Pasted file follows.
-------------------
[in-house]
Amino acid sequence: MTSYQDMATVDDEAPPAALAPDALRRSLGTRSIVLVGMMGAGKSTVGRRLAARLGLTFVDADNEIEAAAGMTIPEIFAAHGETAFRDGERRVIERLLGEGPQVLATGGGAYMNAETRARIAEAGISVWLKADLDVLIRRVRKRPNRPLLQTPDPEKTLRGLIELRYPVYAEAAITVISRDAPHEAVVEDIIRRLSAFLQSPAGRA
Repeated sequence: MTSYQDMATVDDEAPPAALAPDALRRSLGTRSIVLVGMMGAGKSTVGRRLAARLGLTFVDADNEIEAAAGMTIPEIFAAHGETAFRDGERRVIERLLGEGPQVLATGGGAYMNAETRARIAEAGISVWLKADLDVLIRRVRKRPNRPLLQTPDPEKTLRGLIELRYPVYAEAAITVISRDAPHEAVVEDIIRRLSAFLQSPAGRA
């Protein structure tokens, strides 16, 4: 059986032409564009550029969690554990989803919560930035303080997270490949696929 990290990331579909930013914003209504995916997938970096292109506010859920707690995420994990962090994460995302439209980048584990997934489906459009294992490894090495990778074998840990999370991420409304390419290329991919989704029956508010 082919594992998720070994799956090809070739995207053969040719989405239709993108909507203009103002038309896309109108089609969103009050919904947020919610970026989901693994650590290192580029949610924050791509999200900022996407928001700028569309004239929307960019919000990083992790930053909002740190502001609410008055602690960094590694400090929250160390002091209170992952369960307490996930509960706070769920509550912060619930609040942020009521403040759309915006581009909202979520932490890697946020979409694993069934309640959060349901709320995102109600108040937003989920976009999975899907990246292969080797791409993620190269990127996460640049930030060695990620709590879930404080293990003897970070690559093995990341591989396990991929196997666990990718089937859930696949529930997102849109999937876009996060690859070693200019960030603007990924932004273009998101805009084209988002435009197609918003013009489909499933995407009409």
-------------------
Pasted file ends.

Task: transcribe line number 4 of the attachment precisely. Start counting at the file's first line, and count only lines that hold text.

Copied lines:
């Protein structure tokens, strides 16, 4: 059986032409564009550029969690554990989803919560930035303080997270490949696929 990290990331579909930013914003209504995916997938970096292109506010859920707690995420994990962090994460995302439209980048584990997934489906459009294992490894090495990778074998840990999370991420409304390419290329991919989704029956508010 082919594992998720070994799956090809070739995207053969040719989405239709993108909507203009103002038309896309109108089609969103009050919904947020919610970026989901693994650590290192580029949610924050791509999200900022996407928001700028569309004239929307960019919000990083992790930053909002740190502001609410008055602690960094590694400090929250160390002091209170992952369960307490996930509960706070769920509550912060619930609040942020009521403040759309915006581009909202979520932490890697946020979409694993069934309640959060349901709320995102109600108040937003989920976009999975899907990246292969080797791409993620190269990127996460640049930030060695990620709590879930404080293990003897970070690559093995990341591989396990991929196997666990990718089937859930696949529930997102849109999937876009996060690859070693200019960030603007990924932004273009998101805009084209988002435009197609918003013009489909499933995407009409």